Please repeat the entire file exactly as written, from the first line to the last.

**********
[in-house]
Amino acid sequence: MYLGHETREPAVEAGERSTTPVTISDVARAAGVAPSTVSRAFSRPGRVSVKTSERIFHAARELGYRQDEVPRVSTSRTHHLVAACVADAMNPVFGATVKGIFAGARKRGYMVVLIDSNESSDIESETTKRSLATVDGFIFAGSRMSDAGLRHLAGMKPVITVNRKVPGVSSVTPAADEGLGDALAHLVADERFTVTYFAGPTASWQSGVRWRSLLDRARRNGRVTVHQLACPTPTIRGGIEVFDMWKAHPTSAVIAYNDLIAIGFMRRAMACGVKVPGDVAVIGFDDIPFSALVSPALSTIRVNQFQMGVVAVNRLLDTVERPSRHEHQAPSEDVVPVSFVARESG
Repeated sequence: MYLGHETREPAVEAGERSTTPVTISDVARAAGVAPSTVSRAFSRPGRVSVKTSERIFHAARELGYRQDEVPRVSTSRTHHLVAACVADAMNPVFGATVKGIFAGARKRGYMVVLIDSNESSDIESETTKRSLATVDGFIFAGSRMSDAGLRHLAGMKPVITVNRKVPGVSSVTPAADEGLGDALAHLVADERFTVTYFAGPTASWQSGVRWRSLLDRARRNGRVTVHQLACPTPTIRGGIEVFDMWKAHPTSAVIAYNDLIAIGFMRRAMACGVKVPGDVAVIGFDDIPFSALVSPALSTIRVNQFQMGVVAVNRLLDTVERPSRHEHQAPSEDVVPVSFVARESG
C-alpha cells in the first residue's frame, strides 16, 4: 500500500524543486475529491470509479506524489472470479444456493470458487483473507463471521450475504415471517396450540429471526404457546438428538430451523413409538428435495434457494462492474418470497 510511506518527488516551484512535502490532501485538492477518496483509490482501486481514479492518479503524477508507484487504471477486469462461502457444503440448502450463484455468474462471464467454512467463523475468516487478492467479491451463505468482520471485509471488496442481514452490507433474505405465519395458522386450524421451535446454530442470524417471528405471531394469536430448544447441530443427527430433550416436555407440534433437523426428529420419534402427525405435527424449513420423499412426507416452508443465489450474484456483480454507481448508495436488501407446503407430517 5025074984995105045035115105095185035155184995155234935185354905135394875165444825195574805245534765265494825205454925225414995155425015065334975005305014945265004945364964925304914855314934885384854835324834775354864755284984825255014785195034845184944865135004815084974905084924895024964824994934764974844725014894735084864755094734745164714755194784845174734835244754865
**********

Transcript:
[in-house]
Amino acid sequence: MYLGHETREPAVEAGERSTTPVTISDVARAAGVAPSTVSRAFSRPGRVSVKTSERIFHAARELGYRQDEVPRVSTSRTHHLVAACVADAMNPVFGATVKGIFAGARKRGYMVVLIDSNESSDIESETTKRSLATVDGFIFAGSRMSDAGLRHLAGMKPVITVNRKVPGVSSVTPAADEGLGDALAHLVADERFTVTYFAGPTASWQSGVRWRSLLDRARRNGRVTVHQLACPTPTIRGGIEVFDMWKAHPTSAVIAYNDLIAIGFMRRAMACGVKVPGDVAVIGFDDIPFSALVSPALSTIRVNQFQMGVVAVNRLLDTVERPSRHEHQAPSEDVVPVSFVARESG
Repeated sequence: MYLGHETREPAVEAGERSTTPVTISDVARAAGVAPSTVSRAFSRPGRVSVKTSERIFHAARELGYRQDEVPRVSTSRTHHLVAACVADAMNPVFGATVKGIFAGARKRGYMVVLIDSNESSDIESETTKRSLATVDGFIFAGSRMSDAGLRHLAGMKPVITVNRKVPGVSSVTPAADEGLGDALAHLVADERFTVTYFAGPTASWQSGVRWRSLLDRARRNGRVTVHQLACPTPTIRGGIEVFDMWKAHPTSAVIAYNDLIAIGFMRRAMACGVKVPGDVAVIGFDDIPFSALVSPALSTIRVNQFQMGVVAVNRLLDTVERPSRHEHQAPSEDVVPVSFVARESG
C-alpha cells in the first residue's frame, strides 16, 4: 500500500524543486475529491470509479506524489472470479444456493470458487483473507463471521450475504415471517396450540429471526404457546438428538430451523413409538428435495434457494462492474418470497 510511506518527488516551484512535502490532501485538492477518496483509490482501486481514479492518479503524477508507484487504471477486469462461502457444503440448502450463484455468474462471464467454512467463523475468516487478492467479491451463505468482520471485509471488496442481514452490507433474505405465519395458522386450524421451535446454530442470524417471528405471531394469536430448544447441530443427527430433550416436555407440534433437523426428529420419534402427525405435527424449513420423499412426507416452508443465489450474484456483480454507481448508495436488501407446503407430517 5025074984995105045035115105095185035155184995155234935185354905135394875165444825195574805245534765265494825205454925225414995155425015065334975005305014945265004945364964925304914855314934885384854835324834775354864755284984825255014785195034845184944865135004815084974905084924895024964824994934764974844725014894735084864755094734745164714755194784845174734835244754865